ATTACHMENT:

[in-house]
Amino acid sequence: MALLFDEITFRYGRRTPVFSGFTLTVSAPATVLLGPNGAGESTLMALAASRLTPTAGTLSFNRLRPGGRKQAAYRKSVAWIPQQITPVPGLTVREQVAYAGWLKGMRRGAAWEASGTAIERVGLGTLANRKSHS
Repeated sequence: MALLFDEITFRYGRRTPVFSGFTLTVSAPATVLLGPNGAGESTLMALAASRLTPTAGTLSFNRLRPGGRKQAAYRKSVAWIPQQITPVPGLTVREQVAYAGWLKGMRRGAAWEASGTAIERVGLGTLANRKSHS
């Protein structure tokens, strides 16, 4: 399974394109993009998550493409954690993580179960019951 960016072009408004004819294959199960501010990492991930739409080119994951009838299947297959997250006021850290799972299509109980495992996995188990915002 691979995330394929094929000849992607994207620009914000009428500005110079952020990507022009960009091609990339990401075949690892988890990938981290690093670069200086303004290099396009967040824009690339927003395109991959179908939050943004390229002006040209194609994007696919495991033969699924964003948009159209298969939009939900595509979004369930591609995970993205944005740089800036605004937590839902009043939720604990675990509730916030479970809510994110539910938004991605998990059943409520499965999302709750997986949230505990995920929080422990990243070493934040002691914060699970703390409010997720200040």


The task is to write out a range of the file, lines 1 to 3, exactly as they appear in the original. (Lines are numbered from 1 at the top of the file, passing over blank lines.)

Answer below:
[in-house]
Amino acid sequence: MALLFDEITFRYGRRTPVFSGFTLTVSAPATVLLGPNGAGESTLMALAASRLTPTAGTLSFNRLRPGGRKQAAYRKSVAWIPQQITPVPGLTVREQVAYAGWLKGMRRGAAWEASGTAIERVGLGTLANRKSHS
Repeated sequence: MALLFDEITFRYGRRTPVFSGFTLTVSAPATVLLGPNGAGESTLMALAASRLTPTAGTLSFNRLRPGGRKQAAYRKSVAWIPQQITPVPGLTVREQVAYAGWLKGMRRGAAWEASGTAIERVGLGTLANRKSHS